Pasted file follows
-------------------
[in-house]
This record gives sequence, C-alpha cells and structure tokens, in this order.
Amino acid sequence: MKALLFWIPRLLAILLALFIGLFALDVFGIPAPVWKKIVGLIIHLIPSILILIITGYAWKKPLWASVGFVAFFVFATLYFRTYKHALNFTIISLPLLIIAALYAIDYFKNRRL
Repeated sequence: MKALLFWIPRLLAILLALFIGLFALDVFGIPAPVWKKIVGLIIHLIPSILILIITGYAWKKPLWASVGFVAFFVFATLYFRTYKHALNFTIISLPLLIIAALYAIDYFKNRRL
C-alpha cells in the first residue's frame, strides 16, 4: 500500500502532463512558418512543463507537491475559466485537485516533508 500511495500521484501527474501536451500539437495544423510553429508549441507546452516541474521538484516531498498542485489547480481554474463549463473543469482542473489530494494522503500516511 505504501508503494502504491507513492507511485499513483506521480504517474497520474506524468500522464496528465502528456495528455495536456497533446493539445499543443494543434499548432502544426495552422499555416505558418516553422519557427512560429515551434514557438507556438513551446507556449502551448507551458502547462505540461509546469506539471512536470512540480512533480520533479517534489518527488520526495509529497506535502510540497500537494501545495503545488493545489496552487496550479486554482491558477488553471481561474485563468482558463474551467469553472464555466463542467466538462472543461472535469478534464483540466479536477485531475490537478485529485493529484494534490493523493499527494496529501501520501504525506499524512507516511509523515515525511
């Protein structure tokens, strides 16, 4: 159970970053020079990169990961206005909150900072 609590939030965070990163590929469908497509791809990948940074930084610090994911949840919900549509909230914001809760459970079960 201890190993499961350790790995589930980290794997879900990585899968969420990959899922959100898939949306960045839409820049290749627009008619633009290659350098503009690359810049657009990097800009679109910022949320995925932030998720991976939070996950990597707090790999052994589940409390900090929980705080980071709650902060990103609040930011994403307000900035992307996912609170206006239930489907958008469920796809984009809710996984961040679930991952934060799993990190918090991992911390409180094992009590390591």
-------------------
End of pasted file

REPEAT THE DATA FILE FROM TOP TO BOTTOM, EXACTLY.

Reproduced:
[in-house]
This record gives sequence, C-alpha cells and structure tokens, in this order.
Amino acid sequence: MKALLFWIPRLLAILLALFIGLFALDVFGIPAPVWKKIVGLIIHLIPSILILIITGYAWKKPLWASVGFVAFFVFATLYFRTYKHALNFTIISLPLLIIAALYAIDYFKNRRL
Repeated sequence: MKALLFWIPRLLAILLALFIGLFALDVFGIPAPVWKKIVGLIIHLIPSILILIITGYAWKKPLWASVGFVAFFVFATLYFRTYKHALNFTIISLPLLIIAALYAIDYFKNRRL
C-alpha cells in the first residue's frame, strides 16, 4: 500500500502532463512558418512543463507537491475559466485537485516533508 500511495500521484501527474501536451500539437495544423510553429508549441507546452516541474521538484516531498498542485489547480481554474463549463473543469482542473489530494494522503500516511 505504501508503494502504491507513492507511485499513483506521480504517474497520474506524468500522464496528465502528456495528455495536456497533446493539445499543443494543434499548432502544426495552422499555416505558418516553422519557427512560429515551434514557438507556438513551446507556449502551448507551458502547462505540461509546469506539471512536470512540480512533480520533479517534489518527488520526495509529497506535502510540497500537494501545495503545488493545489496552487496550479486554482491558477488553471481561474485563468482558463474551467469553472464555466463542467466538462472543461472535469478534464483540466479536477485531475490537478485529485493529484494534490493523493499527494496529501501520501504525506499524512507516511509523515515525511
């Protein structure tokens, strides 16, 4: 159970970053020079990169990961206005909150900072 609590939030965070990163590929469908497509791809990948940074930084610090994911949840919900549509909230914001809760459970079960 201890190993499961350790790995589930980290794997879900990585899968969420990959899922959100898939949306960045839409820049290749627009008619633009290659350098503009690359810049657009990097800009679109910022949320995925932030998720991976939070996950990597707090790999052994589940409390900090929980705080980071709650902060990103609040930011994403307000900035992307996912609170206006239930489907958008469920796809984009809710996984961040679930991952934060799993990190918090991992911390409180094992009590390591």